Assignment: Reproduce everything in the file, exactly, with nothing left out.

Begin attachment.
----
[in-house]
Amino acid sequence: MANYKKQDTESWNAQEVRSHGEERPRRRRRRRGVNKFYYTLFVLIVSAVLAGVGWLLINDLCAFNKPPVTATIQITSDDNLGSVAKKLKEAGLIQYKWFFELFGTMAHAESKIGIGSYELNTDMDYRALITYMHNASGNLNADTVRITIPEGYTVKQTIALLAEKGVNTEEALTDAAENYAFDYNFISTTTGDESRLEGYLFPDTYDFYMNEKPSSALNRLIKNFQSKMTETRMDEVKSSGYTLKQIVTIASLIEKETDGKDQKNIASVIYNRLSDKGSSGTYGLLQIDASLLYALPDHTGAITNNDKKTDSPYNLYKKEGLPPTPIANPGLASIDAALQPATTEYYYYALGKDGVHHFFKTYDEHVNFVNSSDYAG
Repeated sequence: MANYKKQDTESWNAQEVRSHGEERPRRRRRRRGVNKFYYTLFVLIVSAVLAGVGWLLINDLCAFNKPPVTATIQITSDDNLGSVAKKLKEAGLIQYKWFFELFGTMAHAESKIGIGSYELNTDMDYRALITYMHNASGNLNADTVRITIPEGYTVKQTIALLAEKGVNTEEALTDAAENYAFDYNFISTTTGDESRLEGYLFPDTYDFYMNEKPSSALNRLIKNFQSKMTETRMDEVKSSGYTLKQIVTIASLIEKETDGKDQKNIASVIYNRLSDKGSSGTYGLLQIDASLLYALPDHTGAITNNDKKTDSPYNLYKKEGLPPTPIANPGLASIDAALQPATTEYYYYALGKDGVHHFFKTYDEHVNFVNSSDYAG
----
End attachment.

[in-house]
Amino acid sequence: MANYKKQDTESWNAQEVRSHGEERPRRRRRRRGVNKFYYTLFVLIVSAVLAGVGWLLINDLCAFNKPPVTATIQITSDDNLGSVAKKLKEAGLIQYKWFFELFGTMAHAESKIGIGSYELNTDMDYRALITYMHNASGNLNADTVRITIPEGYTVKQTIALLAEKGVNTEEALTDAAENYAFDYNFISTTTGDESRLEGYLFPDTYDFYMNEKPSSALNRLIKNFQSKMTETRMDEVKSSGYTLKQIVTIASLIEKETDGKDQKNIASVIYNRLSDKGSSGTYGLLQIDASLLYALPDHTGAITNNDKKTDSPYNLYKKEGLPPTPIANPGLASIDAALQPATTEYYYYALGKDGVHHFFKTYDEHVNFVNSSDYAG
Repeated sequence: MANYKKQDTESWNAQEVRSHGEERPRRRRRRRGVNKFYYTLFVLIVSAVLAGVGWLLINDLCAFNKPPVTATIQITSDDNLGSVAKKLKEAGLIQYKWFFELFGTMAHAESKIGIGSYELNTDMDYRALITYMHNASGNLNADTVRITIPEGYTVKQTIALLAEKGVNTEEALTDAAENYAFDYNFISTTTGDESRLEGYLFPDTYDFYMNEKPSSALNRLIKNFQSKMTETRMDEVKSSGYTLKQIVTIASLIEKETDGKDQKNIASVIYNRLSDKGSSGTYGLLQIDASLLYALPDHTGAITNNDKKTDSPYNLYKKEGLPPTPIANPGLASIDAALQPATTEYYYYALGKDGVHHFFKTYDEHVNFVNSSDYAG